Many Sunni leaders point to the swiftness of the so-called Shiite reaction when they attacked the Sunni mosques and the religious leaders. Banners and placards were already printed and armed attacks by the mainly pro-Tehran Shiite militias had all the markings of an organized, well-planned operation.

The sophistication and the precision of the bomb explosion also point to a state-sponsored operation. And let’s not forget that the mullahs ruling Iran have a long record of stirring, provoking and manipulation of religious sentiments of people. Their livelihood literally depends on it. They have also shown that when it comes to advancing their nefarious objectives, they have no qualms about desecrating and destroying Shiite holy shrines.

In 1994, Iran’s Ministry of Intelligence and Security (MOIS) exploded a powerful bomb in the Imam Reza holy shrine in the Iranian city of Mashad, blaming it on Iran’s main opposition, the People’s Mojahedin. Several years later when it became customary for Iran’s rival factions to hang their dirty laundry out in public, former officials of the ministry revealed that the MOIS was behind the bombing which killed tens of Iranians and wounded many more.

Iran is the primary beneficiary of the sectarian conflict since it hinders the efforts of Shiite, Sunni, and Kurdish political leaders to form a democratic national unity government in Iraq. Tehran’s fear that its cronies will be facing stiff and deserving resistance from Iraqis are well-placed. On Thursday, Kurdish and Sunni political factions rejected the candidacy of outgoing Tehran-friendly Shiite Prime Minister Ibrahim Jaafari to lead the next cabinet. Jaafari had received a decisive endorsement from firebrand cleric Moqtada Sadr’s Shiite faction, also heavily influenced by Tehran. "The Kurdish and the Sunni groups think that he (Jaafari) is… not neutral," a senior Kurdish lawmaker told reporters. Jaafari and his radical backers vowed to fight back, threatening to plunge the country into political turmoil.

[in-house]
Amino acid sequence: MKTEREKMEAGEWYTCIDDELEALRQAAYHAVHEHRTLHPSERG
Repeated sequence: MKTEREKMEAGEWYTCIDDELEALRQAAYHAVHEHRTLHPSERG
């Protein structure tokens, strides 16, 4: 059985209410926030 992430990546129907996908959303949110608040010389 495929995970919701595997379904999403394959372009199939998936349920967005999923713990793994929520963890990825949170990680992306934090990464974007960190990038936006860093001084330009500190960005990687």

Meanwhile, the deputy governor of the Iraqi province of Salah ad-Din, where the Samarra is located, reported that preliminary investigations "point to the involvement of Iran’s Intelligence Ministry" in last week’s bombing. No wonder Tehran and its allies in Iraq were so quick to shift the blame to the United States. Not too long ago, Ali Larijani, secretary of Iran’s Supreme National Security Council, had warned that if Tehran comes under pressure, "Iran will use its capacity in the region," insinuating Tehran’s ability to create death and destruction in Iraq.

The Iraqis – Shiites, Sunnis, and Kurds alike – are the primary casualties of a sectarian conflict and a divided Iraq. As a totalitarian theocracy, only Iranian officials and their allies stand to benefit from sectarian conflict in Iraq. Only the emerging cross-ethnic, cross-religion, anti-fundamentalist, and nationalist coalition offers a way out of the sectarian fury that benefits Tehran. Washington must continue to strongly support this coalition; it is a strategic imperative. The alternative is Tehran’s irreversible dominance of Iraq.